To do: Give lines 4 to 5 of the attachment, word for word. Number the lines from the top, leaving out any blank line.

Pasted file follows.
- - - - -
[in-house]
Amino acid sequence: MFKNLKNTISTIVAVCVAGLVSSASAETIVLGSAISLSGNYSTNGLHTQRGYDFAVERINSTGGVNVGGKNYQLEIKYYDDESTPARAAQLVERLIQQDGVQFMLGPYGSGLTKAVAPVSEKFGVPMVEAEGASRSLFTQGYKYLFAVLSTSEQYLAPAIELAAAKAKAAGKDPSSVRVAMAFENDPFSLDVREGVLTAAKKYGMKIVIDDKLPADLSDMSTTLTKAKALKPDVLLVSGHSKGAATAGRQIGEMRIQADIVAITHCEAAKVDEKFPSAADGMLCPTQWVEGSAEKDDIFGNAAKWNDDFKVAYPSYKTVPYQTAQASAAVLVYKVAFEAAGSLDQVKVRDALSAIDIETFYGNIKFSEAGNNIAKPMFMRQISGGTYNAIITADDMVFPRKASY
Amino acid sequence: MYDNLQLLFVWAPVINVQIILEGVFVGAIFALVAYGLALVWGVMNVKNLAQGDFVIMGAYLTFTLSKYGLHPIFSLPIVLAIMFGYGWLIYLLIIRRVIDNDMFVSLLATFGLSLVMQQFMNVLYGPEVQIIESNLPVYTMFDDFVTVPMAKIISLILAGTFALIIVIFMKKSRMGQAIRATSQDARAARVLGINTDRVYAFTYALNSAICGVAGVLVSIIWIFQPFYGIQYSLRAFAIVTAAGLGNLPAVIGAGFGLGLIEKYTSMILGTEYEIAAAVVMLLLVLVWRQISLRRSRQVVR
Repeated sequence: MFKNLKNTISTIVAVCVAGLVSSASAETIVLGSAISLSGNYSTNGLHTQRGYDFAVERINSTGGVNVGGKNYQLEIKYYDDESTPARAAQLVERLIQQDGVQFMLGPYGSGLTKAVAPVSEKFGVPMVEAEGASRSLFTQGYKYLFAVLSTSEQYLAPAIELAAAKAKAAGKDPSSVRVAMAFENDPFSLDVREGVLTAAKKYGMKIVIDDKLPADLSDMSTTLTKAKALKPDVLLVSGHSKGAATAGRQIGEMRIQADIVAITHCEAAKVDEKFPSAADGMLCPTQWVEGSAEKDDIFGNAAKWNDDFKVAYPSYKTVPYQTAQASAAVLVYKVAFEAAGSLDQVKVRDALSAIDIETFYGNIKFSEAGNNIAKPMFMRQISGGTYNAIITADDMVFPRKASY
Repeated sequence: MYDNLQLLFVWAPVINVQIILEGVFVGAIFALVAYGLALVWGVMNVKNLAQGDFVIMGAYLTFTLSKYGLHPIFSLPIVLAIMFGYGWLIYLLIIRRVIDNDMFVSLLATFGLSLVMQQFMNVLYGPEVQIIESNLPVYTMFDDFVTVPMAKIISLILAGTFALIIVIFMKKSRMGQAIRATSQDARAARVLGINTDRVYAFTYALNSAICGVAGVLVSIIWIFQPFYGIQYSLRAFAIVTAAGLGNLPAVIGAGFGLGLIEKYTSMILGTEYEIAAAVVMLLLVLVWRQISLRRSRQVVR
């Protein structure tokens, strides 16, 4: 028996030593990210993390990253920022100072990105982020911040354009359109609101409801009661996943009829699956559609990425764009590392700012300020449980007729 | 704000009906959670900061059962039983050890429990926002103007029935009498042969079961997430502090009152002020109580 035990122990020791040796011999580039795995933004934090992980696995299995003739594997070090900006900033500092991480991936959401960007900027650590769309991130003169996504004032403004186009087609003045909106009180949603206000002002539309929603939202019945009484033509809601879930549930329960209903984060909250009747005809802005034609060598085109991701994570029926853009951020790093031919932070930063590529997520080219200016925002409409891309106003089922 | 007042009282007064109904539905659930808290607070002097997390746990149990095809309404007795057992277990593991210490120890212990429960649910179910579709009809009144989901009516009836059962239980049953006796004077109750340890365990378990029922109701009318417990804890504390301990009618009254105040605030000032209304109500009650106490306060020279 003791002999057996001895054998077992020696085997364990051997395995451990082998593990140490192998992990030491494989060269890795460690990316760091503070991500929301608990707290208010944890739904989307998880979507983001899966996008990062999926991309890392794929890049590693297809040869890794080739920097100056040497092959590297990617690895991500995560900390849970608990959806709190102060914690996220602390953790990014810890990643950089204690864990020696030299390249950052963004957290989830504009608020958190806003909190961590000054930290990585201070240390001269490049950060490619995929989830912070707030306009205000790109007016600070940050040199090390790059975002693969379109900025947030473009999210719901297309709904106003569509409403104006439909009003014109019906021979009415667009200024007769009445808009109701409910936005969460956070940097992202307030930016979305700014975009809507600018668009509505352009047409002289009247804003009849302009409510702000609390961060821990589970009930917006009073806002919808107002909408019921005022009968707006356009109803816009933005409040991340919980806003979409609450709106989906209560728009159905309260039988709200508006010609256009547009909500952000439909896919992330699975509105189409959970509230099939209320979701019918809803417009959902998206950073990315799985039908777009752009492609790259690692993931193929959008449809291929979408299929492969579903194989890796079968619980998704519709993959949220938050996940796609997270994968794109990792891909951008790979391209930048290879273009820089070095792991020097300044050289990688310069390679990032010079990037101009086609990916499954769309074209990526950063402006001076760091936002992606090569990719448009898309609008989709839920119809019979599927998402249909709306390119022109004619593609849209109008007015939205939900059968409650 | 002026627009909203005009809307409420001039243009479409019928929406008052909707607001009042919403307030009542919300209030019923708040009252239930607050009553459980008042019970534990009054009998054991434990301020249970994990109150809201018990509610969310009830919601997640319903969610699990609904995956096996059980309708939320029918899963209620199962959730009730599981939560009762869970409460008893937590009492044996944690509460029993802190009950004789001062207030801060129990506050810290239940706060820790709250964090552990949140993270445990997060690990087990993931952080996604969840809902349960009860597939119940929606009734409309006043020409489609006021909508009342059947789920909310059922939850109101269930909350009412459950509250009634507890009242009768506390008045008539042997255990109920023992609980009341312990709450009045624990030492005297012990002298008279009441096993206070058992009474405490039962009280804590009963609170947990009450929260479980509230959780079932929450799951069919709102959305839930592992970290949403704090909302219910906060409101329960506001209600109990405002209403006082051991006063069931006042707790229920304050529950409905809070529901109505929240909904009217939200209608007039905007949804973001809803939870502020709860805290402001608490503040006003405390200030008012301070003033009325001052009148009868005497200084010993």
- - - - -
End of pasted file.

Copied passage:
Repeated sequence: MFKNLKNTISTIVAVCVAGLVSSASAETIVLGSAISLSGNYSTNGLHTQRGYDFAVERINSTGGVNVGGKNYQLEIKYYDDESTPARAAQLVERLIQQDGVQFMLGPYGSGLTKAVAPVSEKFGVPMVEAEGASRSLFTQGYKYLFAVLSTSEQYLAPAIELAAAKAKAAGKDPSSVRVAMAFENDPFSLDVREGVLTAAKKYGMKIVIDDKLPADLSDMSTTLTKAKALKPDVLLVSGHSKGAATAGRQIGEMRIQADIVAITHCEAAKVDEKFPSAADGMLCPTQWVEGSAEKDDIFGNAAKWNDDFKVAYPSYKTVPYQTAQASAAVLVYKVAFEAAGSLDQVKVRDALSAIDIETFYGNIKFSEAGNNIAKPMFMRQISGGTYNAIITADDMVFPRKASY
Repeated sequence: MYDNLQLLFVWAPVINVQIILEGVFVGAIFALVAYGLALVWGVMNVKNLAQGDFVIMGAYLTFTLSKYGLHPIFSLPIVLAIMFGYGWLIYLLIIRRVIDNDMFVSLLATFGLSLVMQQFMNVLYGPEVQIIESNLPVYTMFDDFVTVPMAKIISLILAGTFALIIVIFMKKSRMGQAIRATSQDARAARVLGINTDRVYAFTYALNSAICGVAGVLVSIIWIFQPFYGIQYSLRAFAIVTAAGLGNLPAVIGAGFGLGLIEKYTSMILGTEYEIAAAVVMLLLVLVWRQISLRRSRQVVR